Several clients have reached out to our team at Intellectual Strategies recently to help them engage advisors for their startups. Here are some of the basics you’ll want to know as you start to put together a board of advisors for your early-stage business.
First of all, you need to understand the difference between “advisors” and “directors” for your company.
Directors of a company fill a formal role and have certain authority to make decisions for the company. If you’re taking money from investors, your investors might require that you put them on your board of directors so they have official positions to make official decisions for the business. This can include things like replacing the executives, approving annual budget and other large expenditures, and similarly important decisions.
If you’re just getting started and looking for some friendly advice, you’re looking for an advisor, instead of a director. Advisors don’t have the same authority as directors, which they can’t officially make decisions for the business. This also means they don’t have the same potential liability, or risk exposure, for making bad decisions.
Startups often find advisors to help them fill one of the following functions:
• Bring technical or business skills to fill a gap in the startup team
• Provide domain expertise to help with strategy, industry networking, and regulatory affairs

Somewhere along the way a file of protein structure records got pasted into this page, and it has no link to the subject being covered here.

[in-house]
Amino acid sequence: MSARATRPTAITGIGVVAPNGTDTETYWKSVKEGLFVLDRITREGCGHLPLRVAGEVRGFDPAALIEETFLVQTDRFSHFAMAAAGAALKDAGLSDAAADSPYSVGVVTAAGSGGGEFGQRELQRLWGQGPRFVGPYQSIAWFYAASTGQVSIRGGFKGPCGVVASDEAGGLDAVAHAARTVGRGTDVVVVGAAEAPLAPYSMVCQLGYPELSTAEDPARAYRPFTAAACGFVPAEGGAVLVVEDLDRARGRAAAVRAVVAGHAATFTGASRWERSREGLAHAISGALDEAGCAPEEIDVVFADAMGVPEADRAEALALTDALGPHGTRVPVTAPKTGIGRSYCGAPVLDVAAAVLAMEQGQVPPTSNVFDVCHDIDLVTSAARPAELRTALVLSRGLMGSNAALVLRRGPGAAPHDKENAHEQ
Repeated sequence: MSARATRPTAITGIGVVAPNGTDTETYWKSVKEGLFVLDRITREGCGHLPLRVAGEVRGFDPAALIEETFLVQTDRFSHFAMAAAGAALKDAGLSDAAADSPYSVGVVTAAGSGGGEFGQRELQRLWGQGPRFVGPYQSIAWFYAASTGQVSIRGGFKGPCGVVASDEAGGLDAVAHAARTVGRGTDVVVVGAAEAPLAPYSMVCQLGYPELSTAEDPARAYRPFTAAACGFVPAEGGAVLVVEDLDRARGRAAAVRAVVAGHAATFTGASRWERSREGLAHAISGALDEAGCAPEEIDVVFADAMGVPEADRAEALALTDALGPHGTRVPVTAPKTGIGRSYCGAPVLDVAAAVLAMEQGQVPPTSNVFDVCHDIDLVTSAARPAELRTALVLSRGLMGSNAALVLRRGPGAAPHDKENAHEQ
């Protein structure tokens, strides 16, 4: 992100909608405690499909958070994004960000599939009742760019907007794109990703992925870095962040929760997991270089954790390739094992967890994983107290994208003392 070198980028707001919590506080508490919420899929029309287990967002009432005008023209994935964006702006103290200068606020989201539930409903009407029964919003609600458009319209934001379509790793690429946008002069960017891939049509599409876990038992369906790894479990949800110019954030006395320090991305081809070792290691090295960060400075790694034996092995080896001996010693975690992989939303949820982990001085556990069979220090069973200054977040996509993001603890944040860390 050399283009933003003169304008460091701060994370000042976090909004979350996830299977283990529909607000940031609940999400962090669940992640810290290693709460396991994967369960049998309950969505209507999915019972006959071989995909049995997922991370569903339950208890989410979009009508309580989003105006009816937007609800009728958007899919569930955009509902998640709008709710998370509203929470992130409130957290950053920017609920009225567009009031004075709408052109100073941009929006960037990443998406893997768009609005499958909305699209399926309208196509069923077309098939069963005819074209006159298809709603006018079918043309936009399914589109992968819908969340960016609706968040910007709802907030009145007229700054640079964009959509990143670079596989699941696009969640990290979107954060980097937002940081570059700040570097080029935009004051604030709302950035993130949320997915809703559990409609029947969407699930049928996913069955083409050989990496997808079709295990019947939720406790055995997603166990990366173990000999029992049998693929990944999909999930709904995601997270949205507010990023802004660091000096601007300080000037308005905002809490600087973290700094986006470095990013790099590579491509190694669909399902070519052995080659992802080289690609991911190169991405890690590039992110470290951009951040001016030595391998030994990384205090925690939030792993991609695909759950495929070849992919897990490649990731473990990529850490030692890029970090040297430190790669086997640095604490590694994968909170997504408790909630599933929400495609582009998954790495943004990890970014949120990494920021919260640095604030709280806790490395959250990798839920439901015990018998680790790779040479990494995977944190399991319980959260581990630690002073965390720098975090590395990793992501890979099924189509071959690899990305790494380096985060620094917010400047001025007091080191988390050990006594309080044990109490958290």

• Act as a mentor for the executive team
Startups should find advisors to fill specific roles within their business. This can be like hiring a key employee, except the advisor’s time dedicated to the company is usually much more limited, both in the amount of time dedicated to working for the company and the duration of time the engagement will last with the advisor.
You might pay your advisors a little cash to cover nominal meeting costs. However, most advisors will be open to accepting “advisory shares” in the company. “Advisory shares” are simply a form of equity you grant to the advisor in exchange for their time and expertise.
So what type of advisory shares can you issue to an advisor?
There are typically two types of advisory shares you might grant to advisors:
• Restricted Stock Awards (RSAs)
• Stock Options
RSAs are actual stock you grant, but it is subject to vesting so it can be pulled back by the company if the vesting conditions aren’t met. A person who is granted RSAs acts like a typical shareholder of the company, with voting rights and such, as long as they hold the RSAs. Until the RSAs are vested, the company might repurchase the shares from the shareholder. But once the RSAs vest, they can’t be repurchased by the company under typical RSA conditions.
Stock Options are not actual stock, but rather a contractual right to buy stock at a future time at a predetermined price (called the “strike price” or the “exercise price”). A person who holds stock options does not have the right to participate as a shareholder in the company, until the options vest AND the person exercises the options by paying the strike price.
There are lots of tax consequences tied to granting RSAs and stock options because these are different forms of compensation from the company to the advisor. The amount and timing of tax liabilities can vary substantially on a lot of factors.
In general, RSAs have lower tax consequences early on when a company’s valuation and stock price is low. These are typically used for founders and sometimes used for advisors.